the red nipple is not bad for navigation but it is no iPod scroll wheel and it is not as intuitive. most of my friends who've used my ipod figured out how to use the thing within seconds (even the non-techy ones) while questions were always inadvertently asked about the karma. build quality / fragility is also something to be aware of. my ipod has survived a motorcycle crash and multiple trips down to the pavement from about waist height but the LCD on my friend's karma broke while it was in his pocket. he didnt fall, the pocket wasnt especially tight, nothing hit him. guess there was a bit of pressure on the screen and now it's hosed. he seemed to like it a lot while it was working though

Re:From the next-article-please dept. (1)

Baumann (238242) | about 10 years ago | (#10504353)

Hmm Granted: No mention of sound quality.
Battery life: Already stated at 15 hours on manufacturs site.
Build quality: "Felt solid".
Points out that the java install software did have an upgrade .. (btw, indirectly pointing out that it's third-party bundleware)
Indirectly points out RF adaptor is avaliable
RCA jacks make it usable for home..
and it apparently does seem to have some definite problems (which is why I would shy away from it for now)
Though it does play OGG - a plus.

Not the greatest review, true - but the guy's not a professional writer - at least you know more than you did, no? If you want to rip someone, rip the editors, not the reviewer

Re:From the next-article-please dept. (0)

Anonymous Coward | about 10 years ago | (#10504532)

- No link for the third-party software
- Implicitly trusting manufacturer specs isn't exactly the best way to go

Battery life and sound quality is a fairly important point to miss while reviewing a portable audio device wouldnt you say ?

Re:From the next-article-please dept. (2, Funny)

Anonymous Coward | about 10 years ago | (#10504424)

What do you expect from a guy that bought a 20' CAT-5 cable?

Re:From the next-article-please dept. (2, Insightful)

Anonymous Coward | about 10 years ago | (#10504438)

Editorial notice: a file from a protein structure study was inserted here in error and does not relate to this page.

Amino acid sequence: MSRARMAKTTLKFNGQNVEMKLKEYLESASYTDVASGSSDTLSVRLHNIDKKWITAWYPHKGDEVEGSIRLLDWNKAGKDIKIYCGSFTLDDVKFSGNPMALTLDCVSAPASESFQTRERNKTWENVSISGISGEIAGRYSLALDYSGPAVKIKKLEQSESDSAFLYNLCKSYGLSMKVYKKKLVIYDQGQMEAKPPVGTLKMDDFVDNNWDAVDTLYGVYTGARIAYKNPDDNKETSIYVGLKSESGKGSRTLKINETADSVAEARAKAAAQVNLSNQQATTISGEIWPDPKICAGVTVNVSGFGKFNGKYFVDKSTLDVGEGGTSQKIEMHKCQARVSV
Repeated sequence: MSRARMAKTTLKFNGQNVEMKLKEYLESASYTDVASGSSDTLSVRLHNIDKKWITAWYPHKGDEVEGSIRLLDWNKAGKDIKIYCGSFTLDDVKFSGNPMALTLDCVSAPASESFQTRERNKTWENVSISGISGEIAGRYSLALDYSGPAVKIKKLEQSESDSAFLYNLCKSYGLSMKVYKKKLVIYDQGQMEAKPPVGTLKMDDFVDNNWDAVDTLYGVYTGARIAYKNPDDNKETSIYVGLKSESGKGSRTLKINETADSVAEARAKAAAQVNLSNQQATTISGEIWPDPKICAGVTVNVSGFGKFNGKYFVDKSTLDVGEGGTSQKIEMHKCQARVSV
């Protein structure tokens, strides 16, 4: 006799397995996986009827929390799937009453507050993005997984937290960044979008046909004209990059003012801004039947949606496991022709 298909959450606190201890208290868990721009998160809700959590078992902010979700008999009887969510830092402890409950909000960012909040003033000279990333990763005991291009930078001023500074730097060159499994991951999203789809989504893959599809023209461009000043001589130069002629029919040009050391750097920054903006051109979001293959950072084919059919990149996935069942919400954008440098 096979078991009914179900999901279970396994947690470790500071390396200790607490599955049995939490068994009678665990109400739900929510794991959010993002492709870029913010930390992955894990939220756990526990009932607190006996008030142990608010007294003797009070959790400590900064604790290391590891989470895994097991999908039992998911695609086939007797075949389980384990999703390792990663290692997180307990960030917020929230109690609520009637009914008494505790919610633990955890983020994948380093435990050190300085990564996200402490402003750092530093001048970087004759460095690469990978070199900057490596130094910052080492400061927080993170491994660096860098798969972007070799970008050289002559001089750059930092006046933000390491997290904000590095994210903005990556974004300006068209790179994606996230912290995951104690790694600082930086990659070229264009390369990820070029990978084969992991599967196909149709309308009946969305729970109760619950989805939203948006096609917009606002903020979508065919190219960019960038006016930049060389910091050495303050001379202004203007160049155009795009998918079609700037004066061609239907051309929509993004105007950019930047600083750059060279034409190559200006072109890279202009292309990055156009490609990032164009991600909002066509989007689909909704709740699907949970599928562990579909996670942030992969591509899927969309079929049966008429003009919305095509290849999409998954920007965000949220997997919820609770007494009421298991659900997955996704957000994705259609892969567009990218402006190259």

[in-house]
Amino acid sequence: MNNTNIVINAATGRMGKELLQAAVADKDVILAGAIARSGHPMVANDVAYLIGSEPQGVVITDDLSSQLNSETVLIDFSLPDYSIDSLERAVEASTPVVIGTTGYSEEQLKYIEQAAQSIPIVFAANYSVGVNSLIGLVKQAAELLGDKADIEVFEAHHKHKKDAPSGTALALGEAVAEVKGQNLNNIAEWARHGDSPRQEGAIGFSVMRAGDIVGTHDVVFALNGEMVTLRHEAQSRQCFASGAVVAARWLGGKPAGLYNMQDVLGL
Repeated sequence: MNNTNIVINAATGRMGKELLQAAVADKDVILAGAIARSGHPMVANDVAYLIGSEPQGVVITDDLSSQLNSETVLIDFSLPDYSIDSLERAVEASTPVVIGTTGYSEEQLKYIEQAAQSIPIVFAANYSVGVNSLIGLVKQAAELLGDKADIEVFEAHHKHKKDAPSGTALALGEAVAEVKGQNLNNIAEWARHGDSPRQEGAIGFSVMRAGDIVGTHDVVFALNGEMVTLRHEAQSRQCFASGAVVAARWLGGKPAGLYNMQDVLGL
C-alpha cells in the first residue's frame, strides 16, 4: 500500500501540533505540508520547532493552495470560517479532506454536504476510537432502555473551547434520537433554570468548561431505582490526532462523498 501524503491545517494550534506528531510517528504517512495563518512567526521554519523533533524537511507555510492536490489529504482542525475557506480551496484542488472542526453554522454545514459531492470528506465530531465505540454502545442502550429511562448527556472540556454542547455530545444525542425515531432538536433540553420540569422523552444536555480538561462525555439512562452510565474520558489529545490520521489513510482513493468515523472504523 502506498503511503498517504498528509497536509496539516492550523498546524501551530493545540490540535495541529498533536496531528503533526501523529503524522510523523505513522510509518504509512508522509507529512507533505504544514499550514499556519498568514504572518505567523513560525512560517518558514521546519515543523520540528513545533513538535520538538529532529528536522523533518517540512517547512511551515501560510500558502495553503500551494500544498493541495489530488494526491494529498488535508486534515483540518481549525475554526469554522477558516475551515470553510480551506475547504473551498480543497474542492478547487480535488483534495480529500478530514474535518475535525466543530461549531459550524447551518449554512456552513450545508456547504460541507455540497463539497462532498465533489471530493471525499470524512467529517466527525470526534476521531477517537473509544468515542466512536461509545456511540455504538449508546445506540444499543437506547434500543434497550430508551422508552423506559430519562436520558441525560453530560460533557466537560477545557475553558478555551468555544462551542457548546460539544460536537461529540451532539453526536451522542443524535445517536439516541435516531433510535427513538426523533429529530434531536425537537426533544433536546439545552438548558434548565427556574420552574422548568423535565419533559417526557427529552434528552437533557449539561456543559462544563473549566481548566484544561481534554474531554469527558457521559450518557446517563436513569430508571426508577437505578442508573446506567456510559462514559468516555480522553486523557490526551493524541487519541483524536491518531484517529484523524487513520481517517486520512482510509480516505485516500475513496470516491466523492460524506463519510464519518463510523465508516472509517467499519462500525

It's a great review! Switching songs can make it freeze hard, with the only "remedy" being to thwack it against your desk?! With enough people having this problem to make it common knowledge on the forums! (And don't tell me that I should always carry a paperclip. That's just silly.)

After reading that, I'm not going to touch one of these things with a 10 foot pole (or even an 11' pole), and I'm a little bit curious as to what would motivate anyone to do so...

"Oh yeah, that's my new

Re:From the next-article-please dept. (2, Informative)

radish (98371) | about 10 years ago | (#10504477)

Yes, a terrible review. This is my list of "why I bought it over an iPod", from a previous post of mine. Note, I bought my Karma nearly a year ago (it's an old product) and if/when it dies I'll buy another - it works great for me.

The plus sides:

* Battery life (16 hours with mp3, 12 with Vorbis)

* Gapless playback. This is HUGE for a lot of people. The Karma is the ONLY HD based player which does gapless playback properly. It's the main reason I have one (and would never buy an iPod).

* Sound quality. Measurably better than iPod, also has fully adjustable 5 band parametric EQ.

* RioDJ. This feature allows you to choose specific types of tracks (e.g. stuff I haven't played recently) and a duration, and it will build a playlist on the fly.

* Firmware. Very flexible operation, tons of options (geek friendly!), excellent support from devs on the boards.

* Ethernet on the dock. Allows use with any platform which supports ethernet & java. So Windows, Linux, OSX, BSD etc.

* Formats. Vorbis, FLAC, mp3, wma etc.

To answer your specific points:

Sound Quality - Excellent